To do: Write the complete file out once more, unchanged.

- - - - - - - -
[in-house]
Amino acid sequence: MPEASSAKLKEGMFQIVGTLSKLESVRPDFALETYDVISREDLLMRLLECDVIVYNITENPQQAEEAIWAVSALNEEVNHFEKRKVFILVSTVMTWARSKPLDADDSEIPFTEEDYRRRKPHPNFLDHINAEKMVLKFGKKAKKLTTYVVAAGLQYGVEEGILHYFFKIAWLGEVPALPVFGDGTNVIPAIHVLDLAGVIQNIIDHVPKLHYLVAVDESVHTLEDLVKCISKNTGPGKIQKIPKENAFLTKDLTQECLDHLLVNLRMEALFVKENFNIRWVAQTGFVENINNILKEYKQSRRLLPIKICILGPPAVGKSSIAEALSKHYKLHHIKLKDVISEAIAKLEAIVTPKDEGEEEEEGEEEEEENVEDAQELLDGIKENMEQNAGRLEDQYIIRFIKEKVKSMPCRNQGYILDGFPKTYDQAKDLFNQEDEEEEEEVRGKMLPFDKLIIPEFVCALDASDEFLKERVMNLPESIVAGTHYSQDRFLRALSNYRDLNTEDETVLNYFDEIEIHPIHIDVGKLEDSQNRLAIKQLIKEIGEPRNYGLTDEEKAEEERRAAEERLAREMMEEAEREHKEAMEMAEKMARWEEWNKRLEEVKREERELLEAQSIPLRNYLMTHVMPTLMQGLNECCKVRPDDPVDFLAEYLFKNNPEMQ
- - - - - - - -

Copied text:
[in-house]
Amino acid sequence: MPEASSAKLKEGMFQIVGTLSKLESVRPDFALETYDVISREDLLMRLLECDVIVYNITENPQQAEEAIWAVSALNEEVNHFEKRKVFILVSTVMTWARSKPLDADDSEIPFTEEDYRRRKPHPNFLDHINAEKMVLKFGKKAKKLTTYVVAAGLQYGVEEGILHYFFKIAWLGEVPALPVFGDGTNVIPAIHVLDLAGVIQNIIDHVPKLHYLVAVDESVHTLEDLVKCISKNTGPGKIQKIPKENAFLTKDLTQECLDHLLVNLRMEALFVKENFNIRWVAQTGFVENINNILKEYKQSRRLLPIKICILGPPAVGKSSIAEALSKHYKLHHIKLKDVISEAIAKLEAIVTPKDEGEEEEEGEEEEEENVEDAQELLDGIKENMEQNAGRLEDQYIIRFIKEKVKSMPCRNQGYILDGFPKTYDQAKDLFNQEDEEEEEEVRGKMLPFDKLIIPEFVCALDASDEFLKERVMNLPESIVAGTHYSQDRFLRALSNYRDLNTEDETVLNYFDEIEIHPIHIDVGKLEDSQNRLAIKQLIKEIGEPRNYGLTDEEKAEEERRAAEERLAREMMEEAEREHKEAMEMAEKMARWEEWNKRLEEVKREERELLEAQSIPLRNYLMTHVMPTLMQGLNECCKVRPDDPVDFLAEYLFKNNPEMQ